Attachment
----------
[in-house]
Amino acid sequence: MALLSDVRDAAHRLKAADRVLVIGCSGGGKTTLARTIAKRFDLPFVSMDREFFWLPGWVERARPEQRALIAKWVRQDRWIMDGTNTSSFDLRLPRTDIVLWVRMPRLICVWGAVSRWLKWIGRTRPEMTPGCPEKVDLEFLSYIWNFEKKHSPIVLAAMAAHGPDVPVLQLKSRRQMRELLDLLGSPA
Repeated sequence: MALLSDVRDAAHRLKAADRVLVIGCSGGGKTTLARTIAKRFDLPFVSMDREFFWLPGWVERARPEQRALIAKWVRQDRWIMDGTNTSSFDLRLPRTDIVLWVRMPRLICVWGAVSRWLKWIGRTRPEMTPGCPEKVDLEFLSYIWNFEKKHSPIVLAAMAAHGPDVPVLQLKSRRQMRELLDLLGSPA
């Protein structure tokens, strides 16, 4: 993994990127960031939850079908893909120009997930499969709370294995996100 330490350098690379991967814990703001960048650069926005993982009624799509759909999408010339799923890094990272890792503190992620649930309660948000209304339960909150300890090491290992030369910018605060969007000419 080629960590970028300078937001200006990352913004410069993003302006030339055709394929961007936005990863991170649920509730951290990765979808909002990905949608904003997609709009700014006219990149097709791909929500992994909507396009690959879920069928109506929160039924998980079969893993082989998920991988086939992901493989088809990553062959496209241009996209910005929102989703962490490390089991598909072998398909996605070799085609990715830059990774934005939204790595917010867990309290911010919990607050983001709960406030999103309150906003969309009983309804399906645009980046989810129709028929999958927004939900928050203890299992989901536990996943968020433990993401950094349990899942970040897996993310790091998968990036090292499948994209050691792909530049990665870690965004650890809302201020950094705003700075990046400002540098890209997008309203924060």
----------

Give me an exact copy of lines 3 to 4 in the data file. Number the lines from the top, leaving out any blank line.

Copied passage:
Repeated sequence: MALLSDVRDAAHRLKAADRVLVIGCSGGGKTTLARTIAKRFDLPFVSMDREFFWLPGWVERARPEQRALIAKWVRQDRWIMDGTNTSSFDLRLPRTDIVLWVRMPRLICVWGAVSRWLKWIGRTRPEMTPGCPEKVDLEFLSYIWNFEKKHSPIVLAAMAAHGPDVPVLQLKSRRQMRELLDLLGSPA
């Protein structure tokens, strides 16, 4: 993994990127960031939850079908893909120009997930499969709370294995996100 330490350098690379991967814990703001960048650069926005993982009624799509759909999408010339799923890094990272890792503190992620649930309660948000209304339960909150300890090491290992030369910018605060969007000419 080629960590970028300078937001200006990352913004410069993003302006030339055709394929961007936005990863991170649920509730951290990765979808909002990905949608904003997609709009700014006219990149097709791909929500992994909507396009690959879920069928109506929160039924998980079969893993082989998920991988086939992901493989088809990553062959496209241009996209910005929102989703962490490390089991598909072998398909996605070799085609990715830059990774934005939204790595917010867990309290911010919990607050983001709960406030999103309150906003969309009983309804399906645009980046989810129709028929999958927004939900928050203890299992989901536990996943968020433990993401950094349990899942970040897996993310790091998968990036090292499948994209050691792909530049990665870690965004650890809302201020950094705003700075990046400002540098890209997008309203924060």